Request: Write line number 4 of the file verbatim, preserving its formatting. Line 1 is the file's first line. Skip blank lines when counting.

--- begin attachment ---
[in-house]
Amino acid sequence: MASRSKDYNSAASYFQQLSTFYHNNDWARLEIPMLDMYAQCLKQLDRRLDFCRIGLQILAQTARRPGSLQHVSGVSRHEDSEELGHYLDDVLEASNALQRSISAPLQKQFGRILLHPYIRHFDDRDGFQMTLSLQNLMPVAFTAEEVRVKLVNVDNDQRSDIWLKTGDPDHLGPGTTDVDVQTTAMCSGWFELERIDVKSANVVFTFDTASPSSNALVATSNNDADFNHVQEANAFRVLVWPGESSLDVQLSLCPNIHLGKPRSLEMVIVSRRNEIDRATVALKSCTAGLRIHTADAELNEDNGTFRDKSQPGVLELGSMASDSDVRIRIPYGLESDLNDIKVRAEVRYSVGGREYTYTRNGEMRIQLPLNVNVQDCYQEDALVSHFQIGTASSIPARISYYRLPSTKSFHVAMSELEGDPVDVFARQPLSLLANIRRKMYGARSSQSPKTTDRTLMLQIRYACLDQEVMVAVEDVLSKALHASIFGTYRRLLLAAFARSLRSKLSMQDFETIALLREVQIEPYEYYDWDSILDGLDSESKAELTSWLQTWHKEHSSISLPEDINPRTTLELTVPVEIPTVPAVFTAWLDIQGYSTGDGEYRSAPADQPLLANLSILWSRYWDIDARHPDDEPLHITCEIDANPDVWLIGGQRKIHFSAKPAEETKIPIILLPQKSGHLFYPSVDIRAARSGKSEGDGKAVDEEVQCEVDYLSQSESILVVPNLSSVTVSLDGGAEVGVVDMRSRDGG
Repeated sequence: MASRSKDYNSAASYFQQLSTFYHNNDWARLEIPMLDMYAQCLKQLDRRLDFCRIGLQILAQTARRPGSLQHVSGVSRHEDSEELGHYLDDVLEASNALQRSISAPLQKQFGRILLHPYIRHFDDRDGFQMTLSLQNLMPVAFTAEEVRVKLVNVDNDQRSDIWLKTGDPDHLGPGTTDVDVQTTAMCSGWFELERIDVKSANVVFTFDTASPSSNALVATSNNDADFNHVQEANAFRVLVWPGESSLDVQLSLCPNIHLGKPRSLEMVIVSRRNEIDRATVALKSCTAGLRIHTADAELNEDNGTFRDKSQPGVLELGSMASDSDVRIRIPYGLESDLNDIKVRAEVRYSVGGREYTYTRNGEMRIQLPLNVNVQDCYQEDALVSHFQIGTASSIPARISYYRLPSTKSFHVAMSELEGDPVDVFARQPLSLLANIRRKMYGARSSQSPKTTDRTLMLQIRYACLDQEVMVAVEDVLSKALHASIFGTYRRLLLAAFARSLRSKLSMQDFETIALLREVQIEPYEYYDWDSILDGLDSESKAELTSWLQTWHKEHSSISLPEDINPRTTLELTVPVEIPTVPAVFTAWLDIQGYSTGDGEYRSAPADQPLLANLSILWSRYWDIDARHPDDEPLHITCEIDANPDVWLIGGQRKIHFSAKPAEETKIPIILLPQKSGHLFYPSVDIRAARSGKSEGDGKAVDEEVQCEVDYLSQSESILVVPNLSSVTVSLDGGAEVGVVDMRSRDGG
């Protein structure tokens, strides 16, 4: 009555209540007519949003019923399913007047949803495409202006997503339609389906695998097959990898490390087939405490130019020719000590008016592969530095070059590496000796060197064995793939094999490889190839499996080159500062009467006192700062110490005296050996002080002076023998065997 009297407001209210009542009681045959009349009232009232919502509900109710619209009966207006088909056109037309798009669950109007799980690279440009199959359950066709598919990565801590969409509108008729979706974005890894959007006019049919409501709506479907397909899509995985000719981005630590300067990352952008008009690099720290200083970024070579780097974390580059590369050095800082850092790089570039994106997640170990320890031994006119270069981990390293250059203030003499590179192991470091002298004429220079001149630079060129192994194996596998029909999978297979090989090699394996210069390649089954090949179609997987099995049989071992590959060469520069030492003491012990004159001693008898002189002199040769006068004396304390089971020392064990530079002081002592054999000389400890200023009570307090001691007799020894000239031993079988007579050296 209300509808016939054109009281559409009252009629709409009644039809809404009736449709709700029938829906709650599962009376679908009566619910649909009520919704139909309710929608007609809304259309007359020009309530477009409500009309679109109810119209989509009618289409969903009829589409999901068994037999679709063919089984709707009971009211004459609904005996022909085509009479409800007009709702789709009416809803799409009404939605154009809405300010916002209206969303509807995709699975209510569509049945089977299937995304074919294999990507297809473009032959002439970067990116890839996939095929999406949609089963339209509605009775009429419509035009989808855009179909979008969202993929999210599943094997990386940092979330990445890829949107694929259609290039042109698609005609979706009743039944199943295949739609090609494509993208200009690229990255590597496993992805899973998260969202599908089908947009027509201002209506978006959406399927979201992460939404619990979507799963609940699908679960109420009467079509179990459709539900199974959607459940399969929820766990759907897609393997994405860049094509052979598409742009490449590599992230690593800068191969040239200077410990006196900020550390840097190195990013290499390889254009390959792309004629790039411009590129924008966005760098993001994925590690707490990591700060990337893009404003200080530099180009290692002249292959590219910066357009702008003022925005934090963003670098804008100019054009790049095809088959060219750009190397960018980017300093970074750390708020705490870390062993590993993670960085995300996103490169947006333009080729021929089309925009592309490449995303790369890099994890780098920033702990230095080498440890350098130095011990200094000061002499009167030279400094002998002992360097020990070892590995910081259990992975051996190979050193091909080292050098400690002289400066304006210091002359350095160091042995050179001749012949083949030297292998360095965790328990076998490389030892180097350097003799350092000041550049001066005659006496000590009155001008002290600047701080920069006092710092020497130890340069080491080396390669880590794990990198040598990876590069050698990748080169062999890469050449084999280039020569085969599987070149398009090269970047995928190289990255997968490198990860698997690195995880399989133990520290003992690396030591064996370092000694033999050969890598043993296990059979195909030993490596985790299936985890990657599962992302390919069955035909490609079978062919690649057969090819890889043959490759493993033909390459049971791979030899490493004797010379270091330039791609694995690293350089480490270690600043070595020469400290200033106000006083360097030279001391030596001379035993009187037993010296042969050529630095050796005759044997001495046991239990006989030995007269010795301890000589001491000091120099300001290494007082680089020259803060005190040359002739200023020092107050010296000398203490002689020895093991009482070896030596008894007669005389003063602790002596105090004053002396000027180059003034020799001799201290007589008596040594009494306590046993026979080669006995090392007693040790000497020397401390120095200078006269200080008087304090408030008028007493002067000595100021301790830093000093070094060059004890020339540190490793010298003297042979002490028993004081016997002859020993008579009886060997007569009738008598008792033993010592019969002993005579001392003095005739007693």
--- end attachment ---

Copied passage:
């Protein structure tokens, strides 16, 4: 009555209540007519949003019923399913007047949803495409202006997503339609389906695998097959990898490390087939405490130019020719000590008016592969530095070059590496000796060197064995793939094999490889190839499996080159500062009467006192700062110490005296050996002080002076023998065997 009297407001209210009542009681045959009349009232009232919502509900109710619209009966207006088909056109037309798009669950109007799980690279440009199959359950066709598919990565801590969409509108008729979706974005890894959007006019049919409501709506479907397909899509995985000719981005630590300067990352952008008009690099720290200083970024070579780097974390580059590369050095800082850092790089570039994106997640170990320890031994006119270069981990390293250059203030003499590179192991470091002298004429220079001149630079060129192994194996596998029909999978297979090989090699394996210069390649089954090949179609997987099995049989071992590959060469520069030492003491012990004159001693008898002189002199040769006068004396304390089971020392064990530079002081002592054999000389400890200023009570307090001691007799020894000239031993079988007579050296 209300509808016939054109009281559409009252009629709409009644039809809404009736449709709700029938829906709650599962009376679908009566619910649909009520919704139909309710929608007609809304259309007359020009309530477009409500009309679109109810119209989509009618289409969903009829589409999901068994037999679709063919089984709707009971009211004459609904005996022909085509009479409800007009709702789709009416809803799409009404939605154009809405300010916002209206969303509807995709699975209510569509049945089977299937995304074919294999990507297809473009032959002439970067990116890839996939095929999406949609089963339209509605009775009429419509035009989808855009179909979008969202993929999210599943094997990386940092979330990445890829949107694929259609290039042109698609005609979706009743039944199943295949739609090609494509993208200009690229990255590597496993992805899973998260969202599908089908947009027509201002209506978006959406399927979201992460939404619990979507799963609940699908679960109420009467079509179990459709539900199974959607459940399969929820766990759907897609393997994405860049094509052979598409742009490449590599992230690593800068191969040239200077410990006196900020550390840097190195990013290499390889254009390959792309004629790039411009590129924008966005760098993001994925590690707490990591700060990337893009404003200080530099180009290692002249292959590219910066357009702008003022925005934090963003670098804008100019054009790049095809088959060219750009190397960018980017300093970074750390708020705490870390062993590993993670960085995300996103490169947006333009080729021929089309925009592309490449995303790369890099994890780098920033702990230095080498440890350098130095011990200094000061002499009167030279400094002998002992360097020990070892590995910081259990992975051996190979050193091909080292050098400690002289400066304006210091002359350095160091042995050179001749012949083949030297292998360095965790328990076998490389030892180097350097003799350092000041550049001066005659006496000590009155001008002290600047701080920069006092710092020497130890340069080491080396390669880590794990990198040598990876590069050698990748080169062999890469050449084999280039020569085969599987070149398009090269970047995928190289990255997968490198990860698997690195995880399989133990520290003992690396030591064996370092000694033999050969890598043993296990059979195909030993490596985790299936985890990657599962992302390919069955035909490609079978062919690649057969090819890889043959490759493993033909390459049971791979030899490493004797010379270091330039791609694995690293350089480490270690600043070595020469400290200033106000006083360097030279001391030596001379035993009187037993010296042969050529630095050796005759044997001495046991239990006989030995007269010795301890000589001491000091120099300001290494007082680089020259803060005190040359002739200023020092107050010296000398203490002689020895093991009482070896030596008894007669005389003063602790002596105090004053002396000027180059003034020799001799201290007589008596040594009494306590046993026979080669006995090392007693040790000497020397401390120095200078006269200080008087304090408030008028007493002067000595100021301790830093000093070094060059004890020339540190490793010298003297042979002490028993004081016997002859020993008579009886060997007569009738008598008792033993010592019969002993005579001392003095005739007693």